The way they make you feel. I think one of my great teachers, Mr. Richard Harper, he always says, sound follows feeling. If you listen to a Duke Ellington song or a Gershwin tune without the lyrics, you can still feel it. But when the story is present, it just hits differently and it allows people, again, to interpret it in their own personal way. So I think it's just a feeling of these songs and that's why we love them. That's why they're songs we love. It's because of how they make us feel.

Tell me, is there anyone in the band over the age of 30 in this ensemble? I was just wondering because you are the next generation of songwriters, singers and musicians.

Oh, there's a few of us over 30. Honestly, I know age is like a thing sometimes, but there are some songs that I had to live a little before I was able to sing them with any amount of truth and sincerity. I think that only gets better, like wine. So there's a few of us over 30, but we're all still learning life and still trying to understand and process things and forever students.

That’s a wonderful thing. You're going to be with the ensemble down at the Jersey Shore in Toms River on the 10th of March at 8 pm at Ocean County College at the Grunin Center, with a wonderful lineup. “Songs We Love,” spotlighting the next generation of jazz stars and iconic songs from the ‘20s through the ‘50s. Brianna Thomas can sing. Shenel can sing. Vuyo can sing. So you all need to go out there and get your tickets and be a part of that and follow these young people because, as sad as it is, a lot of people seem to think that jazz is dead. And I'm like, no, there are a lot of young people out here like yourself, making sure it lives.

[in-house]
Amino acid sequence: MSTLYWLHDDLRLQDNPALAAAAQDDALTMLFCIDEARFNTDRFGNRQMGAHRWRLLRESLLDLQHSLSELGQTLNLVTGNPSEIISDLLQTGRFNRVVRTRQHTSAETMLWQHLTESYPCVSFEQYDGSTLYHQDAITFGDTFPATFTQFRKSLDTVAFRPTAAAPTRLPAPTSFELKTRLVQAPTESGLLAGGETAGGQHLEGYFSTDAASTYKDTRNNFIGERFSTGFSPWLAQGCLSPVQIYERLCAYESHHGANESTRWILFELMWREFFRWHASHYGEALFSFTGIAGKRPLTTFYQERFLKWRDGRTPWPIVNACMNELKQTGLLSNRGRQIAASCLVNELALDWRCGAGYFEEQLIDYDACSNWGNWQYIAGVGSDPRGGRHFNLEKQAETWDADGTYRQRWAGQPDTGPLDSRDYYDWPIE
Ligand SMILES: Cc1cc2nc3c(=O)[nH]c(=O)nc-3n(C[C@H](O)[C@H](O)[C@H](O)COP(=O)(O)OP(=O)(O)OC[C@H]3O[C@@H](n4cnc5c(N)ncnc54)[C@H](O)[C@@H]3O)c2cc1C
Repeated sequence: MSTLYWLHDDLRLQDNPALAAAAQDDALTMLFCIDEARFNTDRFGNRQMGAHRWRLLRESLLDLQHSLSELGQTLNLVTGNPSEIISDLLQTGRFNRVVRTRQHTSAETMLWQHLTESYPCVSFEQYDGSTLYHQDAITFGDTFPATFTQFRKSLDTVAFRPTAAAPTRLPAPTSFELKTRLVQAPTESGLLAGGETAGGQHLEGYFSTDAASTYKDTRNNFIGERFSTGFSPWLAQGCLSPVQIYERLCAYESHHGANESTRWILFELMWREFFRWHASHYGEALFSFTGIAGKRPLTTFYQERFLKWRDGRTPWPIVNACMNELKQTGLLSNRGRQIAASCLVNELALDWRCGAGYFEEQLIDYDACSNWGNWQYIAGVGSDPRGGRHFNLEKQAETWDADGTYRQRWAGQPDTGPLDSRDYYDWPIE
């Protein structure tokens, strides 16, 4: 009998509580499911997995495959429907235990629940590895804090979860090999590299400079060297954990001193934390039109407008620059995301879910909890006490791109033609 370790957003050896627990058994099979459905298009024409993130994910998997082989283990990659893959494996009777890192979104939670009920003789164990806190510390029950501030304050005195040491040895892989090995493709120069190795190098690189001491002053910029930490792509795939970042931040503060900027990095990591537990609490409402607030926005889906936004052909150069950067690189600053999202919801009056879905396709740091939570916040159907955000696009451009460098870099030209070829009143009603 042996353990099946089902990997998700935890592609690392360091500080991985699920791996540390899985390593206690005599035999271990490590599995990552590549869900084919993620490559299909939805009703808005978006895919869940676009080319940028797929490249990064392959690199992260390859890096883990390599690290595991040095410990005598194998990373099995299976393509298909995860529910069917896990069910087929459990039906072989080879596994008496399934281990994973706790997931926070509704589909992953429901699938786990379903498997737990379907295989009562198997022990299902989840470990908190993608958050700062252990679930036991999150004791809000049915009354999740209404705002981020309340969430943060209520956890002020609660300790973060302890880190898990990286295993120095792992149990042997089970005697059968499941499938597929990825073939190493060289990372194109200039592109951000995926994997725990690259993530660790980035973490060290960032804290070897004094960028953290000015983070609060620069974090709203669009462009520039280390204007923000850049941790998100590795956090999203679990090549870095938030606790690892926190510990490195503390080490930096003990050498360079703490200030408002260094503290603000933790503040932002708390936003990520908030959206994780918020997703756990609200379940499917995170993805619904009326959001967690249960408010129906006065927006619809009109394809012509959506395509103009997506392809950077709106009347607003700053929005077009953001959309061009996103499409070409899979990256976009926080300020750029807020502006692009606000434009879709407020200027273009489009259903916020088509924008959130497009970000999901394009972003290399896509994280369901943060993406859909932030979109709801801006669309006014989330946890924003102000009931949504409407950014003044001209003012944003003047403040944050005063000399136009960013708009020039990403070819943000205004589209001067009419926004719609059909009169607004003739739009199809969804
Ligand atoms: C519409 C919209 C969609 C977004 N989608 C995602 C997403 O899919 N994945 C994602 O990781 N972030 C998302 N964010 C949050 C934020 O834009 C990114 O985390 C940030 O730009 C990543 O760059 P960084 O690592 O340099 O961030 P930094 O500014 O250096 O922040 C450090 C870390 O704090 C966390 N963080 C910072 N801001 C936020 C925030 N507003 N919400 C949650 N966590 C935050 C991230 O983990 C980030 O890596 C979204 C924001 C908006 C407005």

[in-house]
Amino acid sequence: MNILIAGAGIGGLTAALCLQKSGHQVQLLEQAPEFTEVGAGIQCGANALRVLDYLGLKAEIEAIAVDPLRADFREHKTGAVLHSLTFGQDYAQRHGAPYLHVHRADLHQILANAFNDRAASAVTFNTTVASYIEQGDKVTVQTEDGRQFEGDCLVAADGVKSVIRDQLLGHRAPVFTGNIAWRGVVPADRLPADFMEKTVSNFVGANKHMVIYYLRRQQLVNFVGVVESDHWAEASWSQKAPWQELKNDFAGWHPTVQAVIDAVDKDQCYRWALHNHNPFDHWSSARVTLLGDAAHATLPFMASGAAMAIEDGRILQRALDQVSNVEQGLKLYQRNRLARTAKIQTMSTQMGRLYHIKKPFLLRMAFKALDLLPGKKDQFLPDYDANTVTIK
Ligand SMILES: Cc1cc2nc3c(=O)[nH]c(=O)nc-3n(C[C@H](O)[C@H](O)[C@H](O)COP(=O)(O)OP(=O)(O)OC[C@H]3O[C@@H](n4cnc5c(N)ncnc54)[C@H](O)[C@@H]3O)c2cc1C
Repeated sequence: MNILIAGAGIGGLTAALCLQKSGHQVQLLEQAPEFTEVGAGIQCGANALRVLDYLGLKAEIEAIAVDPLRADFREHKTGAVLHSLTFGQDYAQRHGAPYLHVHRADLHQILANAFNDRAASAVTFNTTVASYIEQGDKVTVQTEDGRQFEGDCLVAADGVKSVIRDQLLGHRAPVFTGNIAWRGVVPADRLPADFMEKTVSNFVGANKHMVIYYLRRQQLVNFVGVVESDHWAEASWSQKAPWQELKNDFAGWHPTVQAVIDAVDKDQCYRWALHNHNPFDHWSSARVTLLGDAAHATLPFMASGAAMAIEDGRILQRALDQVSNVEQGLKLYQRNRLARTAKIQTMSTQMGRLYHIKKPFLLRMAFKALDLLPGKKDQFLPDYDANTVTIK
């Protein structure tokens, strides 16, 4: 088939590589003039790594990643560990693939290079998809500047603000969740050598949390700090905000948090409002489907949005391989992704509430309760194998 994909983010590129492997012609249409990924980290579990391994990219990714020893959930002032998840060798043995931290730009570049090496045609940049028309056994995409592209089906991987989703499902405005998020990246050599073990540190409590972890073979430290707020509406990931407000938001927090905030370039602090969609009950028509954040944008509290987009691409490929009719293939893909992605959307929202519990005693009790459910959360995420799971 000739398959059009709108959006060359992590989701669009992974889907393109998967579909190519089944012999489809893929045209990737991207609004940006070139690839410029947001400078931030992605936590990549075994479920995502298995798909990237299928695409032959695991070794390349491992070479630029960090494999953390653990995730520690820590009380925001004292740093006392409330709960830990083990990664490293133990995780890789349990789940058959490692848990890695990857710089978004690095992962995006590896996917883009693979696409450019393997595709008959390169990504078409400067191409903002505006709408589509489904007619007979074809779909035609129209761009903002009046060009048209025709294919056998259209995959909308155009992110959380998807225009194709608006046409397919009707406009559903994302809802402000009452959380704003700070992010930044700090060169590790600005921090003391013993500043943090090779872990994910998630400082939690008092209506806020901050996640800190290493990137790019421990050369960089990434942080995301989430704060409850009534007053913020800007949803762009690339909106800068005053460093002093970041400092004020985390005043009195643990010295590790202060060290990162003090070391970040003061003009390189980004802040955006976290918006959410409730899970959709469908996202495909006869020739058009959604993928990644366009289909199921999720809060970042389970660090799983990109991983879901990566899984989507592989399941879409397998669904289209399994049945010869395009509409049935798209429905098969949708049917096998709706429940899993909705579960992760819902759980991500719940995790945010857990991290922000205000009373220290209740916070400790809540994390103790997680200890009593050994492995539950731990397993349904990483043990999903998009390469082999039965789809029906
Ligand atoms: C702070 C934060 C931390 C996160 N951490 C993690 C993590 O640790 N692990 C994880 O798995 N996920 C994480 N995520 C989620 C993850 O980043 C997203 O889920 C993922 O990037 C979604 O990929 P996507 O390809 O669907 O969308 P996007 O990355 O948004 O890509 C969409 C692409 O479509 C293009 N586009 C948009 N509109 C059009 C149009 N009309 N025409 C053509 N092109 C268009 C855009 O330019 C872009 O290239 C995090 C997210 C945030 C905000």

It lives in and of itself and it lives in the things that came after it. I love what Sonny Rollins said. He said jazz is the type of thing that can absorb anything and still maintain itself. Because of that, I think it spreads out all over. It's the spirit of it. It's the spirit of freedom. It's the spirit of joy. It's the spirit of sorrow, because the blues that's in it. It's the spirit of humanity. So it's very much alive.

There you go. Go ahead, Reverend. Are there any gospel records maybe in the future, because I know you can sing some gospel?

A funny thing. Some of the songs that I've been writing have been laced with that kind of reverence and thanks. I just recently sang with my hometown symphony, which turned 125. They invited myself and Victor Wooten, and I did “Precious Lord.” That's kind of a family song to me. So that's a song that I would want to record.

Lezlie Harrison is her own personal renaissance. Her constant state of evolution and growth brings with it, gifts for those those paying attention.